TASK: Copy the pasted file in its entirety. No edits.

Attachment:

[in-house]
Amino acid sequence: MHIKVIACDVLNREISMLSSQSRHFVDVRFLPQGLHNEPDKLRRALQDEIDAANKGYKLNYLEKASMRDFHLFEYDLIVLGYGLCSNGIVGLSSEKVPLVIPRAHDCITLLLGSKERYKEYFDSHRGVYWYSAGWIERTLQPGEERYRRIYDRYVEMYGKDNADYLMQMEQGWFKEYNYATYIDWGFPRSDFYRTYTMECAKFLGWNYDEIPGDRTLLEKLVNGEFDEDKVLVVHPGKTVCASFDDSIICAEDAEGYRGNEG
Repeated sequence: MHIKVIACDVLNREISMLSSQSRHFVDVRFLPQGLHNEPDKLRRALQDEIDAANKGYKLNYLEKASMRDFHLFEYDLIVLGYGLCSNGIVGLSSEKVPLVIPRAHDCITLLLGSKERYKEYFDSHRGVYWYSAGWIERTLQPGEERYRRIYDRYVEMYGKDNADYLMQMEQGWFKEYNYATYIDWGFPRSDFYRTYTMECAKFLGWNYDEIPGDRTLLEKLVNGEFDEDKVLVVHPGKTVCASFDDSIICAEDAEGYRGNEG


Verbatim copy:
[in-house]
Amino acid sequence: MHIKVIACDVLNREISMLSSQSRHFVDVRFLPQGLHNEPDKLRRALQDEIDAANKGYKLNYLEKASMRDFHLFEYDLIVLGYGLCSNGIVGLSSEKVPLVIPRAHDCITLLLGSKERYKEYFDSHRGVYWYSAGWIERTLQPGEERYRRIYDRYVEMYGKDNADYLMQMEQGWFKEYNYATYIDWGFPRSDFYRTYTMECAKFLGWNYDEIPGDRTLLEKLVNGEFDEDKVLVVHPGKTVCASFDDSIICAEDAEGYRGNEG
Repeated sequence: MHIKVIACDVLNREISMLSSQSRHFVDVRFLPQGLHNEPDKLRRALQDEIDAANKGYKLNYLEKASMRDFHLFEYDLIVLGYGLCSNGIVGLSSEKVPLVIPRAHDCITLLLGSKERYKEYFDSHRGVYWYSAGWIERTLQPGEERYRRIYDRYVEMYGKDNADYLMQMEQGWFKEYNYATYIDWGFPRSDFYRTYTMECAKFLGWNYDEIPGDRTLLEKLVNGEFDEDKVLVVHPGKTVCASFDDSIICAEDAEGYRGNEG